The general diagram showing all the posts for Chalain 19, dating from the 32nd to 30th centuries BCE, show traces of a wooden trackway, built on double posts, which connected the village to dry land. Subsequent repairs give the impression of two unbroken lines of posts.

The village was enclosed by a palisade, which was also regularly rebuilt.

The entrance to the village was underscored by very thick posts made of split oak, designed to safeguard the entrance and to impress visitors.
Inside the palisade, the layout of the posts is not immediately easy to decipher, because the houses were rebuilt more or less along the same lines for at least two centuries.

Although population density peaked in the late 31st century, the villages began to settled far many decade.

Here the map of Chalain 19 has been simplified by removing all posts made of ash; these posts date, for most of them, from the 32nd century. What remains are the master posts made of oak, which have been attributed to the transition in the 31st and 30th centuries BCE.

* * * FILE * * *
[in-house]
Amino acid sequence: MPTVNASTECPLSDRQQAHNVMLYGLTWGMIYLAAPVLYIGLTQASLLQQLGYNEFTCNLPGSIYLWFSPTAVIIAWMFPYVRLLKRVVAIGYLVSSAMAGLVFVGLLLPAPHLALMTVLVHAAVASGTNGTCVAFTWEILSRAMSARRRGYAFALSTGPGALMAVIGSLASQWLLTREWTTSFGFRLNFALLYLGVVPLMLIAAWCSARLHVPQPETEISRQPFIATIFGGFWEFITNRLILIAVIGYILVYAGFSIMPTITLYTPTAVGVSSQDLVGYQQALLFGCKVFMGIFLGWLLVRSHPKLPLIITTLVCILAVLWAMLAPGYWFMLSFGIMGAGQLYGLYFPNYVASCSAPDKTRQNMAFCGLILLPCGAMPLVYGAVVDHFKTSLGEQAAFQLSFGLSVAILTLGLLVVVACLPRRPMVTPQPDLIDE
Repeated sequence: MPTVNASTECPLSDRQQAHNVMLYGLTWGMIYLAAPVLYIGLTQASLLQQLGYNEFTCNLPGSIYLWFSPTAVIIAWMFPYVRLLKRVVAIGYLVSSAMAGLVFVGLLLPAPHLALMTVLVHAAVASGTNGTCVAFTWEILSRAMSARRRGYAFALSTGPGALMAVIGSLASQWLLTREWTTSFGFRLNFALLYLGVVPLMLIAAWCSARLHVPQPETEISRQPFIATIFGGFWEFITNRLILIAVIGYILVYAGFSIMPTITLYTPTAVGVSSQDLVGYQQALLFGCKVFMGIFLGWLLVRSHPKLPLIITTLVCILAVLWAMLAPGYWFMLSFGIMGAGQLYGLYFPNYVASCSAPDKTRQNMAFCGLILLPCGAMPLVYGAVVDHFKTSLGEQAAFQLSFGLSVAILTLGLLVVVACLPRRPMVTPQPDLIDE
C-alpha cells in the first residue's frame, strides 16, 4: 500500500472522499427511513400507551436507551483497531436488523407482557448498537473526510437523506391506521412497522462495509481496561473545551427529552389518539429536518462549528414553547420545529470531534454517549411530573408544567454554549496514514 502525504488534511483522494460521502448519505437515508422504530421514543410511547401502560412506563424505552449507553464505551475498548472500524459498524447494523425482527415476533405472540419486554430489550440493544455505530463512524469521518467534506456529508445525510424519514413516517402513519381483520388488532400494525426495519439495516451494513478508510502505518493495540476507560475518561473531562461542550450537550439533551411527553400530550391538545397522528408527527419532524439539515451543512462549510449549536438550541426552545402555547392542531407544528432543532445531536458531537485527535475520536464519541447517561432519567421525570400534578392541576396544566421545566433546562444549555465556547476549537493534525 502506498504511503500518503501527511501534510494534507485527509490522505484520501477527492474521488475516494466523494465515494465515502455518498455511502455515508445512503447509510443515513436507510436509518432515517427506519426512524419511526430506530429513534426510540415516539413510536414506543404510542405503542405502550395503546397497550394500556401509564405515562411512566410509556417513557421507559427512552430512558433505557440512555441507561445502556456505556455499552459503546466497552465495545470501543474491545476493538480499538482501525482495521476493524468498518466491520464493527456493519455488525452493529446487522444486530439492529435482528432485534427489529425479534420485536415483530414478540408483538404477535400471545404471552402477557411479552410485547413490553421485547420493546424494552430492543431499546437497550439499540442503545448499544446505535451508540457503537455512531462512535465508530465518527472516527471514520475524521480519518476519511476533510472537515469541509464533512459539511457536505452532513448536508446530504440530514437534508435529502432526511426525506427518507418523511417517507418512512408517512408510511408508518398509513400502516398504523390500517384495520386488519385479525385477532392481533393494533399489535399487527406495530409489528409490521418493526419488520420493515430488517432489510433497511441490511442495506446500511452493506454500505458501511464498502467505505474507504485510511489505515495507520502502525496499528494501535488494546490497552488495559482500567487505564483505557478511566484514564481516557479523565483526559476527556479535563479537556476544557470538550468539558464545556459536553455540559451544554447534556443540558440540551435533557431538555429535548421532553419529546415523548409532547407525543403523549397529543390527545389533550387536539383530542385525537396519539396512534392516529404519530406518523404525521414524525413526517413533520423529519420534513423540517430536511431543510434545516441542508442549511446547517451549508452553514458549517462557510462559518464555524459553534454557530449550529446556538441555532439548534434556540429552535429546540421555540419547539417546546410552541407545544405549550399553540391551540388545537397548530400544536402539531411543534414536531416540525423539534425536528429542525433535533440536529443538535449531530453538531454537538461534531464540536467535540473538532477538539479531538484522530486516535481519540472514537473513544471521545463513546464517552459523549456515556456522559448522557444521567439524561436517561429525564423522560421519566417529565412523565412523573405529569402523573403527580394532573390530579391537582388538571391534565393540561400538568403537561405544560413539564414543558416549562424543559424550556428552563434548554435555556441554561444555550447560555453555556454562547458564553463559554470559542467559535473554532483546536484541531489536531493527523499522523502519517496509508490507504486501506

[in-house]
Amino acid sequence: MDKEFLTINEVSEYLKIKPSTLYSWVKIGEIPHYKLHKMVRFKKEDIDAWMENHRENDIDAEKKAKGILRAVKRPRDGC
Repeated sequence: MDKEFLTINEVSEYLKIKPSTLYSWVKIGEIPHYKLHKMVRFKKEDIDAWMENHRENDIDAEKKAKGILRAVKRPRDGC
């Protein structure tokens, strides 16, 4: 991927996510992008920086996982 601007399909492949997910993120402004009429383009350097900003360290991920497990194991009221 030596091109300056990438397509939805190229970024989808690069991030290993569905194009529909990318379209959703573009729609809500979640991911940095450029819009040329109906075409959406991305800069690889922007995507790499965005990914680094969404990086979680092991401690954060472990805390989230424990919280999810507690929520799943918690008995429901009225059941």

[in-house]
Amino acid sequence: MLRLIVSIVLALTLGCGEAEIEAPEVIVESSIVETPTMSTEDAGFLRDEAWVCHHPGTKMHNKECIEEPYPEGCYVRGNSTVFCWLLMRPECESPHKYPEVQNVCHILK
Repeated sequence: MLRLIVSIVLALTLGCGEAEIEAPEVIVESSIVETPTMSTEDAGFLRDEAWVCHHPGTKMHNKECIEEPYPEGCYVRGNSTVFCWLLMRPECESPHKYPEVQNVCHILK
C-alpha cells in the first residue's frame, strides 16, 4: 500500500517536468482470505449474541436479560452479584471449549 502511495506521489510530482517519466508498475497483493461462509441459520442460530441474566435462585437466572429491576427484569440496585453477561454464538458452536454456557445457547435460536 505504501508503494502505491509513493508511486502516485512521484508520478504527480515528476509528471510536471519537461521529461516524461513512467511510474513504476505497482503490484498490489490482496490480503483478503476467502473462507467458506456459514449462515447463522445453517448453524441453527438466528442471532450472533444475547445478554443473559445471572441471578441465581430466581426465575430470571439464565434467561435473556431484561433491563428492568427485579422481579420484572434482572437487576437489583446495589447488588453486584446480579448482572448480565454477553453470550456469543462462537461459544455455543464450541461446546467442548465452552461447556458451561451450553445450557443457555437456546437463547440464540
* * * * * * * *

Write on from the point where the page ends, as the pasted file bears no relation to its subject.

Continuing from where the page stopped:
The internal organization of the village starts to appear with squat houses built on four rows of posts, arranged on either side of a street running perpendicular to the shore. This village is thus built according to a northern layout, but with southern-style houses that were built with the arrival of Neolithic settlers, probably from the southwest border of the Massif Central.

This is a remarkable case of acculturation through mutual borrowings between local communities and new arrivals.

Next slide
Previous slide

Chalain 19, 3173-2916 BCE.

Photo library Institut Claude-Nicolas Ledoux.

© Institut Claude-Nicolas Ledoux.

Photo: Gilles Abegg, model by Patrick Guillou.

Map of all the Chalain 19 posts.

32nd to 30th centuries BCE.

Drawing based on A. Viellet.

The oak palisade.

Chalain 19, 32nd to 30th century.

Entry wooden trackway.

Chalain 19, 32nd to 30th century.